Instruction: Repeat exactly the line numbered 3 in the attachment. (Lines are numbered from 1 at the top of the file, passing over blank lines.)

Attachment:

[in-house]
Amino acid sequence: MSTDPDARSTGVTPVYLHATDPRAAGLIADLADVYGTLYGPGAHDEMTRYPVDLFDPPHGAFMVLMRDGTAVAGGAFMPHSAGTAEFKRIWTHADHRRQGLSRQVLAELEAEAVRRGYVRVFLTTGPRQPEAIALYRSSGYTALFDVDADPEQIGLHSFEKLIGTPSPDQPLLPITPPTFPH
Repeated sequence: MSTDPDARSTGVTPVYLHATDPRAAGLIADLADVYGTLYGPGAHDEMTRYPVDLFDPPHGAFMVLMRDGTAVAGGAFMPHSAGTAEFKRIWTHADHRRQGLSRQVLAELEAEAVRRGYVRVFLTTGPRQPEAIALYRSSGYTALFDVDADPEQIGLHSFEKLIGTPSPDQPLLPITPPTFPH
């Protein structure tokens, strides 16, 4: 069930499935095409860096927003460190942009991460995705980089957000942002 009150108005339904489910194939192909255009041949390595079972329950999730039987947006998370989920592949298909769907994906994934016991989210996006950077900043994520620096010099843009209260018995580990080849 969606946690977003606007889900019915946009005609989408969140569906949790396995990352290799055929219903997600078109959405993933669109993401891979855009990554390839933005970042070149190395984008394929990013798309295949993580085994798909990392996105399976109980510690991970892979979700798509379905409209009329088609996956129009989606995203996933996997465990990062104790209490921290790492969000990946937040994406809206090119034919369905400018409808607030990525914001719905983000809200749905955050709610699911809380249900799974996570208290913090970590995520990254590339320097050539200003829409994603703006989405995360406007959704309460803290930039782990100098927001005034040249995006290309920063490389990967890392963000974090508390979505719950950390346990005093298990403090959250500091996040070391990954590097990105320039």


Repeated sequence: MSTDPDARSTGVTPVYLHATDPRAAGLIADLADVYGTLYGPGAHDEMTRYPVDLFDPPHGAFMVLMRDGTAVAGGAFMPHSAGTAEFKRIWTHADHRRQGLSRQVLAELEAEAVRRGYVRVFLTTGPRQPEAIALYRSSGYTALFDVDADPEQIGLHSFEKLIGTPSPDQPLLPITPPTFPH